An Egyptian woman chanted slogans, as protesters ransacked the Muslim Brotherhood headquarters in Cairo’s Muqattam district.
Khalil Hamra • Associated Press,
Protesters celebrated an announcement by the Egyptian military outside the presidential palace in Cairo on Monday.
Tara Todras-Whitehill • New York Times,
Egyptian military helicopters with national flags attached circled over Cairo on Monday. Egypt’s top generals gave President Mohammed Morsi 48 hours to respond to a wave of mass protests demanding his ouster.
Tara Todras-Whitehill • New York Times,
Egypt's military issues ultimatum to Morsi
- Article by: DAVID D. KIRKPATRICK, KAREEM FAHIM and BEN HUBBARD
- New York Times
- July 1, 2013 - 11:26 PM
CAIRO – Egypt entered a perilous 48 hours Monday when the military delivered an ultimatum to the country’s first democratically elected president, hundreds of thousands of protesters renewed calls to oust him from office and the president’s Islamists allies vowed to take to the streets to stop what they called “a military coup.”
In a military communiqué read over state television that echoed the announcement toppling former President Hosni Mubarak two chaotic years ago, the Supreme Council of the Armed Forces demanded Monday that President Mohammed Morsi satisfy the public’s demands within two days, or else the generals would impose their own “road map” out of the crisis.
But instead of soothing the volatile standoff between Morsi’s opponents and his supporters, the generals seemed to add to the uncertainty that has paralyzed the state, decimated the economy and brought millions into the streets Sunday demanding the president step down. It was not clear what the military meant when it said Morsi must satisfy the public’s demands, what it might do if that vague standard was not met and who would be able to unite this badly fractured nation.
The generals did, however, open a new confrontation with Morsi’s allies in the Muslim Brotherhood with its threat to impose a political “road map” on the president. Brotherhood members rallied in half a dozen cities to denounce the threat of a military takeover, a reminder that the group remains a potent force unwilling to give up the power it has waited 80 years to wield.
“We understand it as a military coup,” one adviser to Morsi said, speaking on the condition of anonymity to discuss confidential negotiations. “What form that will take remains to be seen.”
Morsi and the military’s top officer, Gen. Abdul-Fattah el-Sisi, entered a delicate negotiation Monday, one fraught with risks for both men, and for the nation. Racked with fuel shortages, dwindling hard currency reserves and worries about its wheat supplies, Egypt urgently needs a government stable and credible enough to manage difficult economic reforms. A move by the military to force the Brotherhood from power, despite its electoral victories, could trigger an Islamist backlash in the streets that would make stability and economic growth even more elusive.
President Obama called Morsi late Monday, Morsi aides said. They described Obama’s message as a confirmation that the White House was continuing to deal with Morsi as Egypt’s elected president and to support the country’s transition to civilian democracy.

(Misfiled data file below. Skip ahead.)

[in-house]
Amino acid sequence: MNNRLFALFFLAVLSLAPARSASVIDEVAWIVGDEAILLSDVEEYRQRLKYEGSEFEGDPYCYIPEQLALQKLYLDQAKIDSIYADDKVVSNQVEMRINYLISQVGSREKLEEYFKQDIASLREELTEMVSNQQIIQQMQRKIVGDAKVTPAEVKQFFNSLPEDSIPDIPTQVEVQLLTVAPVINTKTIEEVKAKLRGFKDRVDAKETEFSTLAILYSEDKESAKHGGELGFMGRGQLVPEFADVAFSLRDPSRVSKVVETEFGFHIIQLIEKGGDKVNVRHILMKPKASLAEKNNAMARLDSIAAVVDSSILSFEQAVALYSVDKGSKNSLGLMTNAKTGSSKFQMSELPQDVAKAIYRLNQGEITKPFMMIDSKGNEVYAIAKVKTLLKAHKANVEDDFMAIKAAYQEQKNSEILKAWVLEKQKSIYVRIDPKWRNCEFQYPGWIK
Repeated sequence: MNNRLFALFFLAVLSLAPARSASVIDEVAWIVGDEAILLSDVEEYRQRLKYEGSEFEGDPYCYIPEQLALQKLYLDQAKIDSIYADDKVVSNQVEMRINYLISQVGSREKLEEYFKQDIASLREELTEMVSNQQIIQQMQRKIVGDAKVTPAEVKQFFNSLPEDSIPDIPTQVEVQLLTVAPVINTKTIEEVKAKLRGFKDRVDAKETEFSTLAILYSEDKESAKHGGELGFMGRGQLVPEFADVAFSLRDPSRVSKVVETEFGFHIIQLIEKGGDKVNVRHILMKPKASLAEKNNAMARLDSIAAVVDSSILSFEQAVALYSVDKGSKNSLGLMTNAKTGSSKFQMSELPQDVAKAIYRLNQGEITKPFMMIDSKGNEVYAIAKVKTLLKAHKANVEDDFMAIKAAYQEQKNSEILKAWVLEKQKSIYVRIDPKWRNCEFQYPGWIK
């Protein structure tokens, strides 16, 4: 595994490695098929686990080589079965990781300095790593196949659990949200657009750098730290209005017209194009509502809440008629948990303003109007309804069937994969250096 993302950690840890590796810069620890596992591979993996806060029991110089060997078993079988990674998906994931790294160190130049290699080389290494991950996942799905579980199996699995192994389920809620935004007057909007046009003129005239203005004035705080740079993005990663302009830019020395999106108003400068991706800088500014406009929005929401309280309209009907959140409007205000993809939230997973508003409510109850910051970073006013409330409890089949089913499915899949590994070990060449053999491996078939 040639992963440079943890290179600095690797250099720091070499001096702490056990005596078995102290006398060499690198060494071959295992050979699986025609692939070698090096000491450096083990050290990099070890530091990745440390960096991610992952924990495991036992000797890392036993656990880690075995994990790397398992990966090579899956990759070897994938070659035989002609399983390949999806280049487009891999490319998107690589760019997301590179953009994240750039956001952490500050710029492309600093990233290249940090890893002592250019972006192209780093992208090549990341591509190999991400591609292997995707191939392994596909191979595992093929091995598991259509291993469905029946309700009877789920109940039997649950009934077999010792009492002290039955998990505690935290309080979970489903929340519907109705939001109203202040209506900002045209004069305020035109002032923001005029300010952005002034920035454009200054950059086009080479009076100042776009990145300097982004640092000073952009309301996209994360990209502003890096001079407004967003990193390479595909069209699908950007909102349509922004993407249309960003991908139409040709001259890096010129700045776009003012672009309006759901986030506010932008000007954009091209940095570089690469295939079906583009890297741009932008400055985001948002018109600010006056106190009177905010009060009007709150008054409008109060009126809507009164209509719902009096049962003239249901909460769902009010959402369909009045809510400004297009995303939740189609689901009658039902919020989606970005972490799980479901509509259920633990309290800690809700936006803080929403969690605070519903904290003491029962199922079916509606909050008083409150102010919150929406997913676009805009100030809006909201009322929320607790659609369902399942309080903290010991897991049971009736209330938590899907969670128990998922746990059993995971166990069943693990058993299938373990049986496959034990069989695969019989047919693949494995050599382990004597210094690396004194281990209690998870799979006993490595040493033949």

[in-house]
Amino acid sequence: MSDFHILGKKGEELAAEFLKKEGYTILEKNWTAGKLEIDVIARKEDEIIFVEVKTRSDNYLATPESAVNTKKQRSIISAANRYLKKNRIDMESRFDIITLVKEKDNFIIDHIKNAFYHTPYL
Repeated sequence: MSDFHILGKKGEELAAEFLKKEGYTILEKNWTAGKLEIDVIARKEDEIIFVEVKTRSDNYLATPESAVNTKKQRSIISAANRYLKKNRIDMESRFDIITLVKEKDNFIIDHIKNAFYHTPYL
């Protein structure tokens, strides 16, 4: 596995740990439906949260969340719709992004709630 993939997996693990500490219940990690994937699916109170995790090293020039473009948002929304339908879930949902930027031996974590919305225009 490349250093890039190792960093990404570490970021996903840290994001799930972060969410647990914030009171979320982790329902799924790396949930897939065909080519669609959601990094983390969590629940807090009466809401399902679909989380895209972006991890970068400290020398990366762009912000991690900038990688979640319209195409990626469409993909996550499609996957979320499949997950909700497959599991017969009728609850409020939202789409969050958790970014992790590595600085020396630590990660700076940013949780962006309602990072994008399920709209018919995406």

In a sternly worded statement issued after 1 a.m. Tuesday, Morsi’s office said it was continuing with its plans for dialogue and reconciliation with its opponents. Noting that it was not consulted before the military made its statement, Morsi’s office asserted that “some of its phrases have connotations that may cause confusion in the complicated national scene” and suggested it “deepens the division between the people” and “may threaten the social peace no matter what the motivation.”
Earlier, speaking to a crowd of Islamists armed with makeshift clubs and hard hats at a rally in Cairo, a senior Brotherhood leader, Mohamed Beltagy, called on the crowd to defend Morsi’s “legitimacy” as the elected president. “No coup against legitimacy of any kind will pass except over our dead bodies,” he said, dismissing the latest protests as “remnants” of the Mubarak elite.
At a late night rally for Morsi across the Nile in Giza, Mohamed Fadala, a financial manager, said Sisi appeared to have considered only the non-Islamist half of Egypt. “Sisi ignored half the people!”
Citing “the historic circumstance,” the Supreme Council of the Armed Forces said in its statement Monday that “if the demands of the people have not been met” within 48 hours then the generals would “announce a road map” to be “enforced under the military’s supervision.” But the generals insisted that under its auspices “all political factions” would participate in settling the crisis.
The “demands of the people” appeared to refer to the rallying cry of the wave of protests: a call for Morsi’s immediate departure. The generals, however, did not elaborate, leaving open the possibility that they might accept another power sharing arrangement.
Still, the generals were also eager to disavow any desire to return to political power. “The armed forces will not be party to the circle of politics or ruling, and the military refuses to deviate from its assigned role in the original democratic vision,” the generals insisted.
The Interior Ministry, whose police officers have been in open revolt against Morsi, issued its own statement endorsing the military’s intervention — another reminder of the breakdown in authority over the holdover institutions of the Mubarak government.
By Monday morning, clashes between Brotherhood supporters and opponents had left 15 dead across the country. Protesters attacked several Brotherhood offices.
© 2013 Star Tribune